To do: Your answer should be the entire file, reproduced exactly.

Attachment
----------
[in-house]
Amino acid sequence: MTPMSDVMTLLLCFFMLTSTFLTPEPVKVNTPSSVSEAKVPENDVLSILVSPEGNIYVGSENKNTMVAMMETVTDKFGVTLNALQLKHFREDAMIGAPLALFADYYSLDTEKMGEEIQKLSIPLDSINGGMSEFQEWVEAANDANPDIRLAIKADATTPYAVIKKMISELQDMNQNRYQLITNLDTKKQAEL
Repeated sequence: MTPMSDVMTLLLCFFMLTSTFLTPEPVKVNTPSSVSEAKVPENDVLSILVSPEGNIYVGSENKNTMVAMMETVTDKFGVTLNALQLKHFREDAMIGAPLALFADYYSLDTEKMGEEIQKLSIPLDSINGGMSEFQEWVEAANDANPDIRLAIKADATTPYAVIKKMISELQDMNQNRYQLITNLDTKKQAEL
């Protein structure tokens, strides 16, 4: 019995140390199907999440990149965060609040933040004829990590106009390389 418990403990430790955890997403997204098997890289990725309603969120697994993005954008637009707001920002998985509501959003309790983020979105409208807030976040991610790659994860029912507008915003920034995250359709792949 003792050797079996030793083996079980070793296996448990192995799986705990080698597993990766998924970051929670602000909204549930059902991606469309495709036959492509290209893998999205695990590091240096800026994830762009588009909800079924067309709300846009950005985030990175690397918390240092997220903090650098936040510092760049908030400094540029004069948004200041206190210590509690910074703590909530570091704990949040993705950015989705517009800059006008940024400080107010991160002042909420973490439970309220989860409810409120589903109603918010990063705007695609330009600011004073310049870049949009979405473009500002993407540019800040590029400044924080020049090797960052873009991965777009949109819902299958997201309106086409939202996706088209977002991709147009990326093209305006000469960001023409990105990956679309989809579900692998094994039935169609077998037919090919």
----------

[in-house]
Amino acid sequence: MTPMSDVMTLLLCFFMLTSTFLTPEPVKVNTPSSVSEAKVPENDVLSILVSPEGNIYVGSENKNTMVAMMETVTDKFGVTLNALQLKHFREDAMIGAPLALFADYYSLDTEKMGEEIQKLSIPLDSINGGMSEFQEWVEAANDANPDIRLAIKADATTPYAVIKKMISELQDMNQNRYQLITNLDTKKQAEL
Repeated sequence: MTPMSDVMTLLLCFFMLTSTFLTPEPVKVNTPSSVSEAKVPENDVLSILVSPEGNIYVGSENKNTMVAMMETVTDKFGVTLNALQLKHFREDAMIGAPLALFADYYSLDTEKMGEEIQKLSIPLDSINGGMSEFQEWVEAANDANPDIRLAIKADATTPYAVIKKMISELQDMNQNRYQLITNLDTKKQAEL
């Protein structure tokens, strides 16, 4: 019995140390199907999440990149965060609040933040004829990590106009390389 418990403990430790955890997403997204098997890289990725309603969120697994993005954008637009707001920002998985509501959003309790983020979105409208807030976040991610790659994860029912507008915003920034995250359709792949 003792050797079996030793083996079980070793296996448990192995799986705990080698597993990766998924970051929670602000909204549930059902991606469309495709036959492509290209893998999205695990590091240096800026994830762009588009909800079924067309709300846009950005985030990175690397918390240092997220903090650098936040510092760049908030400094540029004069948004200041206190210590509690910074703590909530570091704990949040993705950015989705517009800059006008940024400080107010991160002042909420973490439970309220989860409810409120589903109603918010990063705007695609330009600011004073310049870049949009979405473009500002993407540019800040590029400044924080020049090797960052873009991965777009949109819902299958997201309106086409939202996706088209977002991709147009990326093209305006000469960001023409990105990956679309989809579900692998094994039935169609077998037919090919």